June 27, 2012

How Did We Spend the Rest of the Money?

Last week I reported about our biggest expenses for the trip – diesel fuel, lodging and food.  Those were big categories and accounted for approximately sixty percent of our total expenditures.  But what about the other forty percent?

Our next largest expense was RV service, maintenance and repairs at $4,736.  We knew the RV would require two routine services while we were on the road and budgeted $2,610 for this category.  Although it seems that we grossly underestimated this figure, we decided near the end of the trip to bite the bullet and upgrade the RV with an anti-sway bar and new shocks.  That alone cost us approximately $1,715.  Although the work was not required, we felt it would be a worthwhile expenditure and knew we had been coming in under budget in other categories.  What we hadn’t counted on, however, was having to replace the tires.  That was a painful, but essential, $1,167.

The Upgrade to the RV and the Tires Were a Major Expense
Another big expense was entertainment at $3,924.  This category included everything from admission fees, tickets and tours to boat and seaplane rides.  We had decided even before the trip began that we preferred to spend our money on experiences, not things.  Even though we did not scrimp in this category, we still came in under budget by $1,871.  You see, that difference paid for the upgrade to the RV.

Experiences Like the Seaplane Ride to the Dry Tortugas Were So Worth the Money
OK, that brings our percentage of total expenditures up to seventy-seven percent.  What else did we purchase?  We did shop a little bit and spent a total of $3,283 for gifts, a few new clothes, a new camera and assorted books, souvenirs and other things.  It’s a good thing we had decided to mostly forego shopping, since we did have a tendency to buy stuff once we walked into a store.  Other “shopping” items included supplies for the RV, household supplies and a few office supplies.  We did exceed our budget by about $400.  Kitty, however, did a much better job and only exceeded her $475 budget by $2.  Good Kitty.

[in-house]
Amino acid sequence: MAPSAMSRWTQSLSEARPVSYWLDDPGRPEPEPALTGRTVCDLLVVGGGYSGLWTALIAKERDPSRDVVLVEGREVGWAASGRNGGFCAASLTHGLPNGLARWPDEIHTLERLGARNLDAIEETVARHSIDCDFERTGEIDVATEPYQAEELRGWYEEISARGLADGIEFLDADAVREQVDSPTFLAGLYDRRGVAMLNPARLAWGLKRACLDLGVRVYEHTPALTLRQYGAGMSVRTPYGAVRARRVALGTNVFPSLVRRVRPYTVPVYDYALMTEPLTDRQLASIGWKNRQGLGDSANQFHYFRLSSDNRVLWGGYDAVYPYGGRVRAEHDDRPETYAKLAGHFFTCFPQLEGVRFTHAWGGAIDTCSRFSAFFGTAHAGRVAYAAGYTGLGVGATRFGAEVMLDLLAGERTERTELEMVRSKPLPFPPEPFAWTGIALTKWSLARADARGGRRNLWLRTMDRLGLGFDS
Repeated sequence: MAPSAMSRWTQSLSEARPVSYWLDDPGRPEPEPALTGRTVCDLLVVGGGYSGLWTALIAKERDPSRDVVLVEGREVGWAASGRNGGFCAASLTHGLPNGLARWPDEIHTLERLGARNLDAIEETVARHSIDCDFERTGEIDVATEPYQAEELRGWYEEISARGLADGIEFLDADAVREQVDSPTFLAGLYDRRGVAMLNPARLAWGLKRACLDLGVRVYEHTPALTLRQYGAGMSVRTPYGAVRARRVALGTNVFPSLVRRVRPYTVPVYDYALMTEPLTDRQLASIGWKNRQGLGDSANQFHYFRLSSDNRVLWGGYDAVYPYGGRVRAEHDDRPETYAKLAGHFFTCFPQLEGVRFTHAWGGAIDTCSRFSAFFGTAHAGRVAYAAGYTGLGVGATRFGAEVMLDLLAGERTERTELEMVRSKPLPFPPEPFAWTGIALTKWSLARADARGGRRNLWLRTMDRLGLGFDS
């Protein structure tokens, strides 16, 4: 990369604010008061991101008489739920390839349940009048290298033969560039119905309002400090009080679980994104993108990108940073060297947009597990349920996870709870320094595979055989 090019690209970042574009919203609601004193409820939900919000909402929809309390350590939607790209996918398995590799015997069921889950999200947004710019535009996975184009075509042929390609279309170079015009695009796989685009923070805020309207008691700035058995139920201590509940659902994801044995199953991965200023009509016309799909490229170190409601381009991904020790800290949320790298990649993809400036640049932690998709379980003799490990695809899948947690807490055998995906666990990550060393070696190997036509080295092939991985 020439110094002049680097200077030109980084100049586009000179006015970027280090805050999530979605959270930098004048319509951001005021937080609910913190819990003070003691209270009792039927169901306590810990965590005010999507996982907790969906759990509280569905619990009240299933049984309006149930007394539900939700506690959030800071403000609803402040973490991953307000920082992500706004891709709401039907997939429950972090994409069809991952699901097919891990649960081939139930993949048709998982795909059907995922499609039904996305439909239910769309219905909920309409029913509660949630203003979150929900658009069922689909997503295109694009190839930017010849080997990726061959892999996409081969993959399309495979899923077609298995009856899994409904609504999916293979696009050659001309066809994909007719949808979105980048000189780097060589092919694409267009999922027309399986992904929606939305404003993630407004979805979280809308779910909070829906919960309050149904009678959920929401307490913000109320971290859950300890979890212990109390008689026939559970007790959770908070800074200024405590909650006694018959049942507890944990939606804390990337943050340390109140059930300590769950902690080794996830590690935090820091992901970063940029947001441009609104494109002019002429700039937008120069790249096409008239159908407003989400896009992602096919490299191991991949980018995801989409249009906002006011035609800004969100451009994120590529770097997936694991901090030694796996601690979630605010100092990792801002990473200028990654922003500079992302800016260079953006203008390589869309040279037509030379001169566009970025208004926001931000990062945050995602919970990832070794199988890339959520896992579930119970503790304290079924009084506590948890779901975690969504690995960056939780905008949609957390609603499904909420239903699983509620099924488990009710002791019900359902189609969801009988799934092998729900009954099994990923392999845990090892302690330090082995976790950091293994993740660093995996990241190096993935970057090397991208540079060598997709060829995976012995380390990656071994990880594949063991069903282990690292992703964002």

Tim Collected Bandanas from Various National Parks
We only had a few additional categories that exceeded a total of $1,000.  These included personal care expenses, such as haircuts, laundry and toiletries, at $1,396.  We paid $1,395 for cell phone and internet access through our MiFi, as well as $1,294 for last-minute airline tickets to Colorado for both of us.  We were under budget for the first two.  Airline tickets, however, were not in the budget.

Expenses relating to winterizing our house and having someone take care of the house and mail came to $1,372.  We still had to pay the mortgage, condo association fees and minimal utilities, but we did not include those expenses in our trip expenditures.  Other assorted expenses amounted to almost $4,000.

By the end of this week I plan to post a chart comparing our original budget with our actual expenses.  These numbers may change slightly, but they’re pretty accurate.  After I finish with the chart, I don’t want to think about these numbers anymore!


  1. I always tell people that a budget is a moving target. You are doing a good analysis. There are always those unexpected costs. I just had to replace the microwave, the coffee maker, the dryer and 4 tires. So I feel your pain. At least Kitty has $2 left! ha ha LV

    1. LV, Ouch! I feel YOUR pain! That's way too many things to replace at one time. It's been an interesting exercise to see just where the money went and how we did. Sarah

  2. You can take over my expenses bookkeeping . Nice job. Very interesting. I see that Tim collected bandanas, what did yOu collect? Love A

    1. A, Thanks. I've been tracking expenses for the last five years with Quicken, and I love it. It really helps to understand what we spend money on. Actually, I only collected "stamps" in my National Park Passport book. It's been a fun hobby and is a nice record of all the parks we've visited. Sarah